Debates over the interpretation of Scripture died down in Mennonite congregations during the following centuries. A mild biblicism had prevailed, and only rarely was there an effort to align the message of Scripture with the language of a changing context. Where such efforts nevertheless did emerge—as, for example, with the historical-critical method of interpreting Scripture—they were the result of impulses that did not originate in theological work among Mennonites.

See also the earlier Mennonite Encyclopedia articles: Bible; Biblical Interpretation.

This article was originally published in 2012 in German for the Mennonitisches Lexikon (MennLex) and has been made available to GAMEO with permission. The German version of this article is available at


  1. Bernhard Lohse, Einführung, 161.
  2. Luther, WA 7:97, lat.
  3. Luther, Dass eine Versammlung oder Gemeine Recht oder Macht habe, alle Lehre zu urteilen, 402-416; 409.
  4. TQ I: Zurich, 14.
  5. TQ, vol. 1: Schweiz, 14.
  6. Cf. Andrea Strübind, Eifriger als Zwingli, 220 f.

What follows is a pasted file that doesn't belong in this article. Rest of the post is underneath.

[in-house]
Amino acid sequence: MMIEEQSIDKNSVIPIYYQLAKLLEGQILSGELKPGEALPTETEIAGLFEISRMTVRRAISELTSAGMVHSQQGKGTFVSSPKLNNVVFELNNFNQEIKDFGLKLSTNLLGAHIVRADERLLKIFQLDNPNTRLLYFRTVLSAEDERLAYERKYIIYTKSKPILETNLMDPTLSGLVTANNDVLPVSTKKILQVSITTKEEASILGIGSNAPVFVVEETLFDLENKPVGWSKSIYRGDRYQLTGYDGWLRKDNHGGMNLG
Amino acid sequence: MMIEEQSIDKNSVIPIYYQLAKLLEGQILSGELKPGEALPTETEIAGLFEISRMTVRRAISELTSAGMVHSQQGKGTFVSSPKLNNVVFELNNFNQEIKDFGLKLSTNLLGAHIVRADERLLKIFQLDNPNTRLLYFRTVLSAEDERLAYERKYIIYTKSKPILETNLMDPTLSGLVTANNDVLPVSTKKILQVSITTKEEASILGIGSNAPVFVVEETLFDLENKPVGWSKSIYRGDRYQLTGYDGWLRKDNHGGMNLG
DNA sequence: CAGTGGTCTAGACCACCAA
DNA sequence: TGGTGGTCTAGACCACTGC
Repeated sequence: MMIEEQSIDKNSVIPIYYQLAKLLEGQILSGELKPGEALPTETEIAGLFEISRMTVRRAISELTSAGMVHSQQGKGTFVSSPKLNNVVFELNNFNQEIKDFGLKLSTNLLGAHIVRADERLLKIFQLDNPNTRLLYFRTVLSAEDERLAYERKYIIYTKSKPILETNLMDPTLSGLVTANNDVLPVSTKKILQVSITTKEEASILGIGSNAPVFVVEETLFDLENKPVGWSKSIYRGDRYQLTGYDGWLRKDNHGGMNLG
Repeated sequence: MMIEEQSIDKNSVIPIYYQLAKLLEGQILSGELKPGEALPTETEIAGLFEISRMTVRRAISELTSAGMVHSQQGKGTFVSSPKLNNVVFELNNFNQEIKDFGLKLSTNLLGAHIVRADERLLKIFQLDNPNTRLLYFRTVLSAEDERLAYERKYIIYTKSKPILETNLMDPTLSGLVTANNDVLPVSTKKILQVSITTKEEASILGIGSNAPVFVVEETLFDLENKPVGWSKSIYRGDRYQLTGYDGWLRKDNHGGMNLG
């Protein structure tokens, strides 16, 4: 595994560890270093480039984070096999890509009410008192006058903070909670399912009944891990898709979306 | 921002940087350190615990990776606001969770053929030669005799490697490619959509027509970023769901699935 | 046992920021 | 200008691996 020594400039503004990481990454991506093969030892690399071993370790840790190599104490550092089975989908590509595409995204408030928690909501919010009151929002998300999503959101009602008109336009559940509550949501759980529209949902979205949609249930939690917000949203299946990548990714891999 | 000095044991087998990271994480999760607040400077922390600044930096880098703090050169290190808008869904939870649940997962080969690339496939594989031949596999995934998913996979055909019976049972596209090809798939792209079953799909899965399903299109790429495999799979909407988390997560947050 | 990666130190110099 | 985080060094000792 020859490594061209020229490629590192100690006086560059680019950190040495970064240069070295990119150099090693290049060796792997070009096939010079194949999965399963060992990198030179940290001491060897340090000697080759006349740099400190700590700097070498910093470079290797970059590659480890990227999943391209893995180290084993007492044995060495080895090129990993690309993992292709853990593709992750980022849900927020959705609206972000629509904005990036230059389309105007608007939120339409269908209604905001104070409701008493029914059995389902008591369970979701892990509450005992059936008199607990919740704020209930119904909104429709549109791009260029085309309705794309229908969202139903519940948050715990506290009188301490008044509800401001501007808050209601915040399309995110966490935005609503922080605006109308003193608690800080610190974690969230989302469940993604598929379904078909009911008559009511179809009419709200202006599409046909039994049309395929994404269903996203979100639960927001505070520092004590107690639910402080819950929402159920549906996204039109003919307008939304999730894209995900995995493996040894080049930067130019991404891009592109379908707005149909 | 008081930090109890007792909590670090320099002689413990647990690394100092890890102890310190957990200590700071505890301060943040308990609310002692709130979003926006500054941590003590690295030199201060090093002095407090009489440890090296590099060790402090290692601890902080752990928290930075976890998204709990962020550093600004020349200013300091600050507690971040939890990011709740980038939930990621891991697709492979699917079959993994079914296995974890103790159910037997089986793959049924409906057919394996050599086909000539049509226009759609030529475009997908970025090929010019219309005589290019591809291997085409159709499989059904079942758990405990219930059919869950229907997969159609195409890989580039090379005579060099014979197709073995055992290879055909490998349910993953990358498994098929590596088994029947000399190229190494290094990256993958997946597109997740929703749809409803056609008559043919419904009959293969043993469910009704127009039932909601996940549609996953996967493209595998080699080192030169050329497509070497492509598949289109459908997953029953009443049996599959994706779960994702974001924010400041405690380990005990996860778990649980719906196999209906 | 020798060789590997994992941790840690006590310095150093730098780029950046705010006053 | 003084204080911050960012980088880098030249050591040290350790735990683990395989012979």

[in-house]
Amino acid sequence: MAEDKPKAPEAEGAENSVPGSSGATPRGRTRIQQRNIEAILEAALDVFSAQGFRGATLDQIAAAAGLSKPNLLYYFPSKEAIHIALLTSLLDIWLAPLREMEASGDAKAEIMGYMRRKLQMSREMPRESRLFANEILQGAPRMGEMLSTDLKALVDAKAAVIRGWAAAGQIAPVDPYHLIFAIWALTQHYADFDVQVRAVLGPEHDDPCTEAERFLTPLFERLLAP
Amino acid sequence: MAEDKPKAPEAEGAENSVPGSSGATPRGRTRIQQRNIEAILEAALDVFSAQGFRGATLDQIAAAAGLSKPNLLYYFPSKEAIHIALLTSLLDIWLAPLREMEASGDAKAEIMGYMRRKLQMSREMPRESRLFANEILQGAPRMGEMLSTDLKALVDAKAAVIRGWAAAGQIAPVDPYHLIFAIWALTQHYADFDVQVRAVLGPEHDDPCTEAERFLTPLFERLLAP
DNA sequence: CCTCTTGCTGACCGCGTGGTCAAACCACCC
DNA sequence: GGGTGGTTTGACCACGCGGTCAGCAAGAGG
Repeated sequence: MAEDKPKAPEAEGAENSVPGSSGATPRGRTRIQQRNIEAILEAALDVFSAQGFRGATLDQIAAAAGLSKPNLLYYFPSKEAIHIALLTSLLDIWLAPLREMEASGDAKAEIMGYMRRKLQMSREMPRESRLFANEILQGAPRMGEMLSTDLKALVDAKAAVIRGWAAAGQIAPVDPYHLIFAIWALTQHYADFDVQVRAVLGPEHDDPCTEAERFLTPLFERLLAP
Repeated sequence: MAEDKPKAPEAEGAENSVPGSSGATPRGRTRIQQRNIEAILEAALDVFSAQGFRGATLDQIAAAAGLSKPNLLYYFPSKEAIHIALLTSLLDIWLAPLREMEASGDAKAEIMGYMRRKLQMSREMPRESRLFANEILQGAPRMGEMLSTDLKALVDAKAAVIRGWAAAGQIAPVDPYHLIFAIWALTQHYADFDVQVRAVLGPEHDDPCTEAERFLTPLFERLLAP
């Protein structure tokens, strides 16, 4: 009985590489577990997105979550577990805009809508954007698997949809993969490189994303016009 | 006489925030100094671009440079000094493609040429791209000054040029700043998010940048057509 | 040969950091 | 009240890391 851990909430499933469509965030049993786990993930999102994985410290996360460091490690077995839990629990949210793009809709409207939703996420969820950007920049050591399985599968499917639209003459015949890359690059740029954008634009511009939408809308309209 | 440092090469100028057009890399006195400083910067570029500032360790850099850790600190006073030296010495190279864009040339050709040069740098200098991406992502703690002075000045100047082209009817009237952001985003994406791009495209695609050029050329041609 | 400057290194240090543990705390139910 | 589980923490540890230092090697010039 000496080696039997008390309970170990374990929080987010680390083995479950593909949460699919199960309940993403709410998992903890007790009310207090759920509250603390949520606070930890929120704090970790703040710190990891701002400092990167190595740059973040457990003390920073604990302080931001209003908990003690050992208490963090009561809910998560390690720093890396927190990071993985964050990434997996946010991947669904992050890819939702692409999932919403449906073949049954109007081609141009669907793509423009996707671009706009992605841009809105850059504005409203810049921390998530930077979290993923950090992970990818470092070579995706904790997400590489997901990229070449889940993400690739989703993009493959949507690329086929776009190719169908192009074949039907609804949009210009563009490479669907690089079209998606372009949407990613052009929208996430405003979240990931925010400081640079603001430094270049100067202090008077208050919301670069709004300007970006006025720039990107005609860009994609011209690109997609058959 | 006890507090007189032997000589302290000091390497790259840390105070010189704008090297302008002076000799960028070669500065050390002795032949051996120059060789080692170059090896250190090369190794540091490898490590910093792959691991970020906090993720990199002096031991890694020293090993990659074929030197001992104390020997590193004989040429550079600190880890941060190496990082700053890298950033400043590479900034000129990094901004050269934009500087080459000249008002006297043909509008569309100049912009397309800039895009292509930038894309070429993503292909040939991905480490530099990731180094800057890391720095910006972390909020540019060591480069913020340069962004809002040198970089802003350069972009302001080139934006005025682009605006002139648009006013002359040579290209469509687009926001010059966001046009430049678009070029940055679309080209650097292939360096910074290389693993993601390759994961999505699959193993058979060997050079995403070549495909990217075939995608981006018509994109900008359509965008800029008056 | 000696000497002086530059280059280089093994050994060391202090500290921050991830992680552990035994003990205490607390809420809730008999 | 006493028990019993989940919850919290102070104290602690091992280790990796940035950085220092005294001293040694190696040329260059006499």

7. Hubmaier, Schriften, 210.
  8. Yoder, Taeufertum und Reformation, 111-116.
  9. Cf., the social-historical point of view in John D. Roth, “Community as Conversation,” 35-47.
  10. B. Hubmaier, Schriften, 174.
  11. Roth, “Harmonizing the Scriptures,” 38 f.
  12. Packull, Die Hutterer in Tirol, 38 ff.
  13. Stuart Murray, Biblical Interpretation, 109.
  14. Yoder, Taeufertum und Reformation, 80-95.
  15. Goertz, Variationen, 203.
  16. Seebaß, Müntzer’s Erbe, 412.
  17. Denck, Schriften II, 59.
  18. Müller, Glaubenszeugnisse, 28.
  19. Seebaß, Müntzers Erbe, 502-504.
  20. Denck, Schriften II, 106.
  21. Pilgram Marpeck’s Reply, 112.
  22. Deppermann, Melchior Hoffman, 59.
  23. Ibid.
  24. Bornhäuser, Leben und Lehre Menno Simons’, 47
  25. Visser, “Mennonites and Doopsgezinden,” 306.
  26. Bornhäuser, Leben und Lehre Menno Simons’, 5 and 60.



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Author(s) Hans-Jürgen Goertz
Date Published May 2022

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Goertz, Hans-Jürgen. "Scripture, Anabaptist Understandings of." Global Anabaptist Mennonite Encyclopedia Online. May 2022. Web. 19 Aug 2022.,_Anabaptist_Understandings_of&oldid=173841.

APA style

Goertz, Hans-Jürgen. (May 2022). Scripture, Anabaptist Understandings of. Global Anabaptist Mennonite Encyclopedia Online. Retrieved 19 August 2022, from,_Anabaptist_Understandings_of&oldid=173841.